Why Edsa won’t re-energize People Power | Inquirer Opinion

Why Edsa won’t re-energize People Power

04:02 AM March 11, 2020

Some people gathered on Edsa on Feb. 25 hoping the commemoration of the fall of the Marcos dictatorship would inspire people to go to Edsa once again to show their indignation at the current dispensation, which is becoming reminiscent of the Marcos regime. Multitudes went to Edsa in 2001 when President Estrada got embroiled in a kickback scandal. However, no assembly of significant size materialized on Edsa last week, to the bafflement of some of the veterans of the Edsa event.

For one, many of the participants of the Edsa event have either passed on or have become too feeble to go to Edsa. Then there are those who have pondered the other consequence of that event—the installation of Cory Aquino as president.


They remember distinctly that her first act was the creation if the Presidential Commission on Good Government, which was mandated to recover the wealth stolen by the Marcoses and their cronies. But at one time, those directly involved with the recovery of ill-gotten wealth—the justice secretary, PCGG chair, and ombudsman—lawyered for Marcos’ cronies. Many of those who pillaged the nation’s wealth during the Marcos years were allowed to remain in control of certain industries, unperturbed by the PCGG.

Democracy remained a dream in many pockets of the country. Warlords in Isabela, La Union, Ilocos Sur, Cavite, Lanao, and Zamboanga not only remained unrestrained, they also continued to oppress their subjects.


The succeeding years saw Aquino’s increasing capacity for condoning wrongdoing and accepting into her administration those who betrayed public trust. It was public knowledge then who the jueteng king of the entire nation was, but no action was taken against him. Many regional and provincial military commanders headed or protected gambling, drug trafficking, carnapping, and kidnapping syndicates, but they remained free to continue their nefarious activities.

Halfway through Cory Aquino’s presidency, Cardinal Sin lamented the state of affairs prevailing then. He said, “We have gone back to what we really are, a nation of easygoing people, rascals, thieves.”

Chino Roces, who gathered over one million signatures to draft Cory to run against Marcos in the Snap Election of 1986, said in his response to Aquino’s conferment of the Legion of Honor on him: “Please allow me to remind you first: that our people brought a new government to power because our people felt an urgent need for change. That change was nothing more and nothing less than that of moving quickly into a new moral order. The people believed that when we said we would be the exact opposite of Marcos, we would be just that.”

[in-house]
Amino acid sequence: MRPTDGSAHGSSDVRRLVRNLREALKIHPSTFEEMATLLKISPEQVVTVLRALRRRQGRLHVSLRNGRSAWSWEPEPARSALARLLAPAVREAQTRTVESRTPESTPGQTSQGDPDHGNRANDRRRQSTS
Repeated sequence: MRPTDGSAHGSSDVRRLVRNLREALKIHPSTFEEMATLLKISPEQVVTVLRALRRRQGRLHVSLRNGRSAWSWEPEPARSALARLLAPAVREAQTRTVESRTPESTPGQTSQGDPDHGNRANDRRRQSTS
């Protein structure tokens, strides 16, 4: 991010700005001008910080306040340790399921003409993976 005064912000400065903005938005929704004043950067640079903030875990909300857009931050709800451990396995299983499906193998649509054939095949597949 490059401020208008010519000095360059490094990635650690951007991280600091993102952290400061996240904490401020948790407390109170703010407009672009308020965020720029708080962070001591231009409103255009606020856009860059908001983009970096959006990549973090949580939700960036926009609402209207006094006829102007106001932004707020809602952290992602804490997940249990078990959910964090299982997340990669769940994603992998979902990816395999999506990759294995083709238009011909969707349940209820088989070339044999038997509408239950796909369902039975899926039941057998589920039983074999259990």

The Edsa event also brought into prominence, and eventually to the City Hall of Makati, Jejomar Binay. His reign over Makati can be said to be a microcosm of Marcos’ rule over the country.

As regards the apathy of those who were born after the Edsa event or are too young to know what it was all about, they must be asking: “Why should we be inspired to reprise the Edsa event? Wasn’t it about two million Filipinos going to Edsa to protect Defense Secretary Enrile and AFP chief of staff Ramos from Marcos’ forces? Didn’t Enrile try to shield President Estrada from charges of corruption? Isn’t Enrile himself charged with plunder?”

They must also be wondering why they were expected by the Edsa veterans to join them in the celebration of Ramos’ defiance of Marcos. “Wasn’t Ramos also accused of corruption in connection with the reclamation of some part of Manila Bay? Didn’t he endorse for president Duterte, the same man the Edsa veterans are now indignant about? What then is so significant about the so-called Edsa revolution?”

The loyal warriors of liberty and democracy will have to find a new cause—President Duterte’s disregard of the rule of law, or his persecution of his detractors, or his obsequiousness toward China, or all of them—and a new site of assembly, perhaps Padre Faura in front of the Supreme Court which has made the rule of law a travesty, or Sgt. Esguerra Street in front of ABS-CBN, the current symbol of free speech, or Roxas Boulevard in front of the Chinese Embassy which mocks our sovereignty.

Oscar P. Lagman, Jr. is a retired corporate executive, business consultant, and management professor. He has been a keen observer of Philippine politics since his college days in the 1950s.

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TAGS: Commentary, Cory Aquino, Jejomar Binay‎, Marcos martial law, Oscar P. Lagman Jr., People Power
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